The liberty about which so many volumes have been written is, therefore, reduced to its accurate terms, only the power of acting.

In what sense then must one utter the phrase-" Man is free "? in the same sense that one utters the words, health, strength, happiness. Man is not always strong, always healthy, always happy.

A great passion, a great obstacle, deprive him of his liberty, his power of action.

The word "liberty," "free-will," is therefore an abstract word, a general word, like beauty, goodness, justice. These terms do not state that all men are always beautiful, good and just; similarly, they are not always free.

Let us go further: this liberty being only the power of acting, what is this power? it is the effect of the constitution and present state of our organs. Leibnitz wishes to resolve a geometrical problem, he has an apoplectic fit, he certainly has not liberty to resolve his problem. Is a vigorous young man, madly in love, who holds his willing mistress in his arms, free to tame his passion? undoubtedly not. He has the power of enjoying, and has not the power of refraining. Locke was therefore very right to call liberty "power." When is it that this young man can refrain despite the violence of his passion? when a stronger idea determines in a contrary sense the activity of his body and his soul.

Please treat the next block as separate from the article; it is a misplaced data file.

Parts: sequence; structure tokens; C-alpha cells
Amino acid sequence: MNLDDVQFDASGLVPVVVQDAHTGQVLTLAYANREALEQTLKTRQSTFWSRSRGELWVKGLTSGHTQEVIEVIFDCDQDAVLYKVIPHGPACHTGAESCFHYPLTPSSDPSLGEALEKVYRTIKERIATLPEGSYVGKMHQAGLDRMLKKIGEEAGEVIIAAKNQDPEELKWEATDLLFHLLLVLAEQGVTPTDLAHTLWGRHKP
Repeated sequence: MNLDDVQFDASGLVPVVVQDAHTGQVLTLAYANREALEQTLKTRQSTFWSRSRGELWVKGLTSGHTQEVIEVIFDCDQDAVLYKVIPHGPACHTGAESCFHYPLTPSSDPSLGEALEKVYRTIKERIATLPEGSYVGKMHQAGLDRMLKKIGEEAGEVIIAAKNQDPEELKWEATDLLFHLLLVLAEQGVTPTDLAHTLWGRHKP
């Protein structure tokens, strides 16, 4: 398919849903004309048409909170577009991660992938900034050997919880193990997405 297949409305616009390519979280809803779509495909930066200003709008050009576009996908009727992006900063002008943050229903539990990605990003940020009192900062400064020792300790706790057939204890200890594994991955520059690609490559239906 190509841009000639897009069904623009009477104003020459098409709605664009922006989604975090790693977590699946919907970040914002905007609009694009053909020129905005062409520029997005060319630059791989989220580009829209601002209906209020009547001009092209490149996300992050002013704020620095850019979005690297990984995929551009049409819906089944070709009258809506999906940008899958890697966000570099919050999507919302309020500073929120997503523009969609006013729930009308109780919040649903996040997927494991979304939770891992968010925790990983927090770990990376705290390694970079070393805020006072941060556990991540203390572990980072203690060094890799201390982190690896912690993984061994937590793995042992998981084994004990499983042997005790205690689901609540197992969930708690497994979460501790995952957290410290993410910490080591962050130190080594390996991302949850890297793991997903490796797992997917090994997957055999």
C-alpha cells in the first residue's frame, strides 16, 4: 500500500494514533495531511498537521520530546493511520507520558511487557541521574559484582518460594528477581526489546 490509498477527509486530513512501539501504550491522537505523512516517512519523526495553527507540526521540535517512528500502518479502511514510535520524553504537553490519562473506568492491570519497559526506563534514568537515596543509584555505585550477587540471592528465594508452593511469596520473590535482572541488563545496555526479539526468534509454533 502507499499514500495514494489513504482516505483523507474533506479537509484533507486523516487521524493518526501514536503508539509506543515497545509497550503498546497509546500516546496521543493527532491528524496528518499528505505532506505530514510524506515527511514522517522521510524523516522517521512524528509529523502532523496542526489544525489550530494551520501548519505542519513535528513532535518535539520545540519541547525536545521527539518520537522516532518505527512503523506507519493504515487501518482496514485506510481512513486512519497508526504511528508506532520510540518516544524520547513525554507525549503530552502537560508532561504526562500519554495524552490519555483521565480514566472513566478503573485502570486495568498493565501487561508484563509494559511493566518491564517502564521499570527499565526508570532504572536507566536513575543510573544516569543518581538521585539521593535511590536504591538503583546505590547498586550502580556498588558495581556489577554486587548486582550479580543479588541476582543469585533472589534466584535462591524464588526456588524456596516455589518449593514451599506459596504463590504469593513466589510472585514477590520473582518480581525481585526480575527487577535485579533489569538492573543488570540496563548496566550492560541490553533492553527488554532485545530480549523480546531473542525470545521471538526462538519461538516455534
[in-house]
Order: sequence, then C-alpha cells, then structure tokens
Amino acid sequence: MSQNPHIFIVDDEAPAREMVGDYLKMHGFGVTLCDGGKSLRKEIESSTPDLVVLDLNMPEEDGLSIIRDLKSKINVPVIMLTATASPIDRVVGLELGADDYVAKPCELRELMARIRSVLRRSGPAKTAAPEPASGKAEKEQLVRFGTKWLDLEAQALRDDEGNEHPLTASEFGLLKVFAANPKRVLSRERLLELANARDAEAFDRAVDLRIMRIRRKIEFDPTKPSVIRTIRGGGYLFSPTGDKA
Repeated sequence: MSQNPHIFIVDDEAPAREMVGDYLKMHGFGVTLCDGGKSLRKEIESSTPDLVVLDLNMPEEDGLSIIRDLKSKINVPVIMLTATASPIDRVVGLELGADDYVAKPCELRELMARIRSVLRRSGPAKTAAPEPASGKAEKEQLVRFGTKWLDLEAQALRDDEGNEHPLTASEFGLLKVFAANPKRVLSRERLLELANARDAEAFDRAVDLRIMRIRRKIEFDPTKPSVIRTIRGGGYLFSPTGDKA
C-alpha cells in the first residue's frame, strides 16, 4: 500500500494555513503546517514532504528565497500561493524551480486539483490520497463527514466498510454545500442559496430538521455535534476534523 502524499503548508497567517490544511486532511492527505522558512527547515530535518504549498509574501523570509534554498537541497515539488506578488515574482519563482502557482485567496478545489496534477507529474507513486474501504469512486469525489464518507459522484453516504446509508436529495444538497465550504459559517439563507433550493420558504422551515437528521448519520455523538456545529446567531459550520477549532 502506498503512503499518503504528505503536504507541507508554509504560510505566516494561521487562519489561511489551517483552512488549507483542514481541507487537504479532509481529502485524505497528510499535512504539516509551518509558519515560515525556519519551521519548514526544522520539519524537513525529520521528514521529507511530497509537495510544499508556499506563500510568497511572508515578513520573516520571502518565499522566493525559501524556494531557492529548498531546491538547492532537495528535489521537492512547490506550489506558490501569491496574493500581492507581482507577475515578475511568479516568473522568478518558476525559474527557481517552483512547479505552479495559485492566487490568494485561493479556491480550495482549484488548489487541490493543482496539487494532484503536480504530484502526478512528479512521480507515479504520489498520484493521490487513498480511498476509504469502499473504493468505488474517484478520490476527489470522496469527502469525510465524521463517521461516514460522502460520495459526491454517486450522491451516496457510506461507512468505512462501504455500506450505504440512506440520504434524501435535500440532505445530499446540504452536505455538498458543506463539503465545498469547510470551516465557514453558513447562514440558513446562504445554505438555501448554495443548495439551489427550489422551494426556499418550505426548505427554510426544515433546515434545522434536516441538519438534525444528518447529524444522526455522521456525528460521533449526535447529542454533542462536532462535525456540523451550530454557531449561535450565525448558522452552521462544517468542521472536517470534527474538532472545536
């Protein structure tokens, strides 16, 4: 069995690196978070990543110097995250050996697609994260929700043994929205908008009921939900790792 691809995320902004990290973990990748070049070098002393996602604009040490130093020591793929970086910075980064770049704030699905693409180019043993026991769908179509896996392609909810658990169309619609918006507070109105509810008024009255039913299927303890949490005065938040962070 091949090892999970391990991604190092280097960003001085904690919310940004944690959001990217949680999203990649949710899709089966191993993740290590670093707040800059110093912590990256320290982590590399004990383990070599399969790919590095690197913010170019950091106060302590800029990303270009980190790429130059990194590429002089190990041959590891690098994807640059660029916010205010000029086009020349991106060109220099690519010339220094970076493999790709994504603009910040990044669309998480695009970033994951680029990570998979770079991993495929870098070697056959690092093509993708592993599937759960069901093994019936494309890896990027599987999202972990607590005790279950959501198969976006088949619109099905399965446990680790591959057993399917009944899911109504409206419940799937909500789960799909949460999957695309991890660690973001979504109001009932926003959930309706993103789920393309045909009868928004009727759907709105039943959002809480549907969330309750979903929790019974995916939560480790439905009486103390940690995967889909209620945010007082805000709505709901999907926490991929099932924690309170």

But what! the other animals will have the same liberty, then, the same power? Why not? They have senses, memory, feeling, perceptions, as we have. They act with spontaneity as we act. They must have also, as we have, the power of acting by virtue of their perceptions, by virtue of the play of their organs.

Someone cries: "If it be so, everything is only machine, everything in the universe is subjected to eternal laws." Well! would you have everything at the pleasure of a million blind caprices? Either everything is the sequence of the necessity of the nature of things, or everything is the effect of the eternal order of an absolute master; in both cases we are only wheels in the machine of the world.

It is a vain witticism, a commonplace to say that without the pretended liberty of the will, all pains and rewards are useless. Reason, and you will come to a quite contrary conclusion. If a brigand is executed, his accomplice who sees him expire has the liberty of not being frightened at the punishment; if his will is determined by itself, he will go from the foot of the scaffold to assassinate on the broad highway; if his organs, stricken with horror, make him experience an unconquerable terror, he will stop robbing. His companion's punishment becomes useful to him and an insurance for society only so long as his will is not free.

Liberty then is only and can be only the power to do what one will. That is what philosophy teaches us. But if one considers liberty in the theological sense, it is a matter so sublime that profane eyes dare not raise themselves to it.